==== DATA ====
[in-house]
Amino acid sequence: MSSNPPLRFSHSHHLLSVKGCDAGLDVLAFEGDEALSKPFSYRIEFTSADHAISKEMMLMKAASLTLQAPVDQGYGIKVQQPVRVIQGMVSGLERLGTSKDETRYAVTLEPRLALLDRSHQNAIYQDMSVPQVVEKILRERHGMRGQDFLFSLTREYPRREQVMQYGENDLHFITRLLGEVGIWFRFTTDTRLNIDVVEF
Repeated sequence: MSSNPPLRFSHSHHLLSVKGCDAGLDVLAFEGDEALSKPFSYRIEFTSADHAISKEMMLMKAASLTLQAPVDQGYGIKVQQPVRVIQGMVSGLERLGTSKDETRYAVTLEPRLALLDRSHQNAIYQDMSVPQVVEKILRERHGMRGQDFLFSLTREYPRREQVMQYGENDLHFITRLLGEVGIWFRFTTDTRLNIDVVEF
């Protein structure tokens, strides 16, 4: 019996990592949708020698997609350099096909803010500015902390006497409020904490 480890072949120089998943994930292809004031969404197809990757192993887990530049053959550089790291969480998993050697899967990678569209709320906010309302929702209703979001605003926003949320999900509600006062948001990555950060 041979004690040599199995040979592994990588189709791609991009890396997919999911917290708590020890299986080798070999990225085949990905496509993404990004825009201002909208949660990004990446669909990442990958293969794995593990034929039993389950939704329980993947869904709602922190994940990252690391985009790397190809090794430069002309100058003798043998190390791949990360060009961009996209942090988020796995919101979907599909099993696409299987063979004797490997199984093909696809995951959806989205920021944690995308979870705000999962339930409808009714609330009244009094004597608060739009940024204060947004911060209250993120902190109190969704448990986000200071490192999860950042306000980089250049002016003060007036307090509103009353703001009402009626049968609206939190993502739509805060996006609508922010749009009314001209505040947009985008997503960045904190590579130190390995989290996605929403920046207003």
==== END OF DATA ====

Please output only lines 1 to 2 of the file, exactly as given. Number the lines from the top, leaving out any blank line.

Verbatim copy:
[in-house]
Amino acid sequence: MSSNPPLRFSHSHHLLSVKGCDAGLDVLAFEGDEALSKPFSYRIEFTSADHAISKEMMLMKAASLTLQAPVDQGYGIKVQQPVRVIQGMVSGLERLGTSKDETRYAVTLEPRLALLDRSHQNAIYQDMSVPQVVEKILRERHGMRGQDFLFSLTREYPRREQVMQYGENDLHFITRLLGEVGIWFRFTTDTRLNIDVVEF